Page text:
Graduate Medical Education: Issues and Options

by Frank C. Wilson, MD

March 22nd, 2010

Graduate medical education, still in the process of being born, was not mentioned in Flexner’s 1910 landmark treatise on medical education.  The existence now of 8500 residency programs and 127 specialties and subspecialities would, a century ago, have seemed preposterous.

Movement in GME prior to 1985 was largely academic and specialty specific. Curriculum, accreditation and certification, and duration of training were issues for resolution within the house of medicine.  Since the mid-1980s, influences outside of medicine, fueled by explosive population growth, technologic innovation, and social concerns have become dominant players, threatening the foundations of the educational bridge between student and practitioner.  An expanding and aging population and a panoply of therapeutic options have created overriding problems of access and expense.

Among the major challenges facing contemporary graduate medical education are issues related to teaching and learning, evaluation, professionalism, supervision, research training, funding, and manpower.  This book considers the issues in these areas and offers options for their resolution.

Following are excerpts from a few of these topics:

Teaching and Learning

“The search for ways to improve medical education should include a re-examination of the values underlying the profession.  Values shape the world; they should hold pride of place in the intellectual community and drive the educational enterprise.  Unfortunately the ethos that determined them in the past has been blurred by contravening trends of the present.  Propelled by the explosive escalation of knowledge and technology, too little attention has been given to the humanistic values that should determine their use.”


“Among the core competencies, professionalism is the most critical and among the most difficult to quantify. It is the competency which, possessed in full measure, gives rise to the others.  A professional possesses and maintains a unique body of medical knowledge and uses it to provide effective, safe, compassionate and ethical patient care, including the communication skills necessary to help patients navigate through a complex health care system.”

… “professionalism is founded on the pillars of science and service, upon possession of a specialized body of knowledge and skills, and the obligation to use that expertise to serve others before self.”  … “at the heart of this obligation is ethics, and at the heart of ethics is the welfare of the patient.”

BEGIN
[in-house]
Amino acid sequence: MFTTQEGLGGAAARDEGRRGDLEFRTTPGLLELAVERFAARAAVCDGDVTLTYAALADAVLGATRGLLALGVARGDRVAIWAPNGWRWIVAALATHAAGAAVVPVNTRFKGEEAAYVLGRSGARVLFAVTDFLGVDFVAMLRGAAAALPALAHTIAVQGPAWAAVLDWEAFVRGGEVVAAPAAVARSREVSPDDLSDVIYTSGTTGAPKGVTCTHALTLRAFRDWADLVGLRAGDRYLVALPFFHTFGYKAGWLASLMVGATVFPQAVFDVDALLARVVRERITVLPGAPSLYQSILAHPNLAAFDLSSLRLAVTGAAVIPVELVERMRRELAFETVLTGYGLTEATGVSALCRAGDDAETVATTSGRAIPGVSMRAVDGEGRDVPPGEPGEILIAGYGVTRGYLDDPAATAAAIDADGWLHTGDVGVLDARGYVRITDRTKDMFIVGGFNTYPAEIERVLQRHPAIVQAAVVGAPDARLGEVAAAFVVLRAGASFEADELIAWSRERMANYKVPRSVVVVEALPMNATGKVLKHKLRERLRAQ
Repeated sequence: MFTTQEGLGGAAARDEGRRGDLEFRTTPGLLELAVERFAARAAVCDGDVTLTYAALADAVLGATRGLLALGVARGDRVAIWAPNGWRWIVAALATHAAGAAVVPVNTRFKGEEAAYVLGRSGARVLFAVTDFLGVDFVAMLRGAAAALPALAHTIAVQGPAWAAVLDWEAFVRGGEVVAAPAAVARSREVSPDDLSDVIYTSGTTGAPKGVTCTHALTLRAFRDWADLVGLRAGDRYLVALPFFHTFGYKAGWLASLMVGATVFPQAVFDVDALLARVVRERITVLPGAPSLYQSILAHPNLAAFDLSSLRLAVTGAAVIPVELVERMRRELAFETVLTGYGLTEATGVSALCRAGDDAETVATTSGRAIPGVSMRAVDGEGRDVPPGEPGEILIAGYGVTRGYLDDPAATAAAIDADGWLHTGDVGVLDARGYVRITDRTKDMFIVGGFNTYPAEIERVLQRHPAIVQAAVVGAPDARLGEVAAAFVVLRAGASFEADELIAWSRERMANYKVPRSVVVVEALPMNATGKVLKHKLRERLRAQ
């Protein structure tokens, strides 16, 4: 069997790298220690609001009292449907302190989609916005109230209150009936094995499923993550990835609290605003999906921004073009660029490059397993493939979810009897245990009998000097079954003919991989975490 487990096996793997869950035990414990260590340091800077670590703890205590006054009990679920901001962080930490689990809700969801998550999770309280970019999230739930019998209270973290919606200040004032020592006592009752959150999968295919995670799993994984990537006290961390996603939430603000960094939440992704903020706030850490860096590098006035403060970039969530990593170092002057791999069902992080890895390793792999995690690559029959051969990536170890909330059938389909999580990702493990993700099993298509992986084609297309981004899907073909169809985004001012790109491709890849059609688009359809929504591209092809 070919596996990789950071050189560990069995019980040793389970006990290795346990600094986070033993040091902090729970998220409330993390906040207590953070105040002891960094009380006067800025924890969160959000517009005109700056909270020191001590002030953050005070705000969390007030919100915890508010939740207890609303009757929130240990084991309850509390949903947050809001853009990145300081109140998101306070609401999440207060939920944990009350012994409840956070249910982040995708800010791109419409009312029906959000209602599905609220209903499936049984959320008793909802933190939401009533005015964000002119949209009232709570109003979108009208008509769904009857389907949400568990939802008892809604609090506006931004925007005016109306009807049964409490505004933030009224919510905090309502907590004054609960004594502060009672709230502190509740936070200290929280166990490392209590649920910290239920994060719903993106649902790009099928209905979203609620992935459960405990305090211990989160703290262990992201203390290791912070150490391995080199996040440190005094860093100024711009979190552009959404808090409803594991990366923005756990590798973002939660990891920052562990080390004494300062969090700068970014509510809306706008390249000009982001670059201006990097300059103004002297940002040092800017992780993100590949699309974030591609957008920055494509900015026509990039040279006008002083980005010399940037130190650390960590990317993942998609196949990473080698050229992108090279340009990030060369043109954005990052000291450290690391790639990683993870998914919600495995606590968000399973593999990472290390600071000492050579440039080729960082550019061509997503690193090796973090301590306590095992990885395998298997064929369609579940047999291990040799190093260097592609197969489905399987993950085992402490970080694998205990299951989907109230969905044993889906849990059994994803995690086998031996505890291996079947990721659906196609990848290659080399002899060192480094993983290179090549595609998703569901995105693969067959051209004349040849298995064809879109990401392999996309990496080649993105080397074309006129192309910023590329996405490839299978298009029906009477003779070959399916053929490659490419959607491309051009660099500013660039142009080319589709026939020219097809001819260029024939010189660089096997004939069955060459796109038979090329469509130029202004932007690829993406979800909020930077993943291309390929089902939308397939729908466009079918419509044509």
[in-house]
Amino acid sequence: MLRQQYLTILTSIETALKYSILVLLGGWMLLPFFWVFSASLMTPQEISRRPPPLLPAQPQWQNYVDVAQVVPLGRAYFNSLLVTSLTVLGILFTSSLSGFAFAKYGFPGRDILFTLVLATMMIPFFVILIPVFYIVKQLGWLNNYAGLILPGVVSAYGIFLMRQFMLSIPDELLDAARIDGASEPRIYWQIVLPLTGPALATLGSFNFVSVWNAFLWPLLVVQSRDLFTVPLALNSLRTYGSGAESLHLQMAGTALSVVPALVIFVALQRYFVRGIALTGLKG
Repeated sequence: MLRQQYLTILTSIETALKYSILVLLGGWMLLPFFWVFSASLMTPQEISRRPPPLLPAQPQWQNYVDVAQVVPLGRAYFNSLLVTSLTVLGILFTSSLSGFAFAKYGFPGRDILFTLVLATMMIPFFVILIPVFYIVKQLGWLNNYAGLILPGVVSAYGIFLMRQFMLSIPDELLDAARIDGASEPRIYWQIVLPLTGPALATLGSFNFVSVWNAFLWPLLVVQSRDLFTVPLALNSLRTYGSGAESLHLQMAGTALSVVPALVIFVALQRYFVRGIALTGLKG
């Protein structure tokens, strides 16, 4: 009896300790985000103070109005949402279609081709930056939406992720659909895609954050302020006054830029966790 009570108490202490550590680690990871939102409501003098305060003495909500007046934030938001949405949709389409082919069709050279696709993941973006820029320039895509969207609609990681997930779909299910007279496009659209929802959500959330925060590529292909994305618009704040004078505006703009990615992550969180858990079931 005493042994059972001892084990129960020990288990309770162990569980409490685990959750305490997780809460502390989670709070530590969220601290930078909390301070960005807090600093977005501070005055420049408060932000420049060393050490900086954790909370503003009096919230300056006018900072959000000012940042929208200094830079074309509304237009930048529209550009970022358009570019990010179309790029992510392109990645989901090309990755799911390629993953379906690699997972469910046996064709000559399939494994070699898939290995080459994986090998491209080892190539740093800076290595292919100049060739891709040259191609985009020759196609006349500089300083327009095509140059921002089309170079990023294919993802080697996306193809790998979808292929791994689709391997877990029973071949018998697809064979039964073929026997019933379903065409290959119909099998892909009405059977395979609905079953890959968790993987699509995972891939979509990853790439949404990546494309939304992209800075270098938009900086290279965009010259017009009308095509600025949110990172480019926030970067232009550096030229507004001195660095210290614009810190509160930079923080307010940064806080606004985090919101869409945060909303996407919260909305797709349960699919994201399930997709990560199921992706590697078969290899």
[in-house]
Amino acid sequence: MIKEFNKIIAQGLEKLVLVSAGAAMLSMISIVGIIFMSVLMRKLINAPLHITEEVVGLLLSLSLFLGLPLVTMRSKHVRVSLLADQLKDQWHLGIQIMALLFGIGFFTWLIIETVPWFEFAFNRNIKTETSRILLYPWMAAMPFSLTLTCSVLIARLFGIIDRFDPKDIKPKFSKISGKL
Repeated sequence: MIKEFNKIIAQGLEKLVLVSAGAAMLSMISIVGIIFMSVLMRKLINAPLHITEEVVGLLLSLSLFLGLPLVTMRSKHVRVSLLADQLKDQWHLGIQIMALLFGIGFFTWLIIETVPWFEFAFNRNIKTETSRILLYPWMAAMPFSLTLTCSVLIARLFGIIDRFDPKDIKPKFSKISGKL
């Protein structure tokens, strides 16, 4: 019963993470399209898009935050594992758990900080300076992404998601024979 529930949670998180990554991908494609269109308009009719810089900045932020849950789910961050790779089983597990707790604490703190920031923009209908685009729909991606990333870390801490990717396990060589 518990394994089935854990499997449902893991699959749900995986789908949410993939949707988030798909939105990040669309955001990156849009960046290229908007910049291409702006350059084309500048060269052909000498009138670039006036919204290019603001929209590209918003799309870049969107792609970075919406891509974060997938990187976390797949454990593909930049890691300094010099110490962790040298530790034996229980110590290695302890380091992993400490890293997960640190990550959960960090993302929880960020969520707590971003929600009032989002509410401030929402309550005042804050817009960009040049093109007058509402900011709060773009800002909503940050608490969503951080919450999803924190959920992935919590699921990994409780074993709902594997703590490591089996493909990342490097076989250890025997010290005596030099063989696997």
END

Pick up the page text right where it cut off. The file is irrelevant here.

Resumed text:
“Professionalism is not just a philosophical ideal, nor can it be marginalized by the need for efficiency or productivity. It should be defined according to its characteristic traits, its cognitive base made clear, and opportunities provided to gain experience in its application to daily medical care.”

Manpower: Supply and Distribution

“With specialty choices determined largely by issues of income and lifestyle, fewer students are choosing careers in primary care.  High-tech specialities offer exciting opportunities for cure; but older patients having chronic conditions, are often more in need of care than cure – for someone to be there to guide them through the complex world of health care and to manage multiple diseases and depression. Despite the fact that most of the problems for which a physician is consulted can be handled by generalists, they have become an endangered species.”

“Medical care for the aged drives and will continue to drive, health care in the U.S. for the foreseeable future. By 2020, some 20% of Americans will be over 65, and people over 85 constitute the most rapidly expanding segment of the population, for which all physicians must be prepared.”

“Population trends must be studied, and planning for anticipated growth closely coordinated with the capacity of the U.S. health care system for expansion.  Since resources are finite, and expansion of the physician pool is very costly and time consuming, joint planning…is essential to meet short- and long- term needs for medical services.”


 In his Foreword to the book, David C. Leach, Executive Director Emeritus of the ACGME, said: “This is an important book about this most formative time in a physician’s life, the history of graduate medical education, the key issues that consume present interests of medical educators, and the options that the profession and society have for going forward.  It is timely.  Workforce shortages, financial constraints, new knowledge and technologies, and dramatically changing demographic patterns in society pose challenges.  Changes are needed; will wisdom or reflex actions inform the changes?”

 Dr. Wilson is Kenan Professor and  Chief Emeritus of Orthopaedics at UNC.  He is a past President of the American Orthopaedic Association, the American Board of Orthopaedic Surgery, the Association of Orthopaedic Chairmen and the Thomas Wolfe Society.  He received the Thomas Jefferson Award from UNC, and the Distinguished Clinician-Educator Award from the American Orthopaedic Association.  His bookGraduate Medical Education:  Issues and Options, can be found  on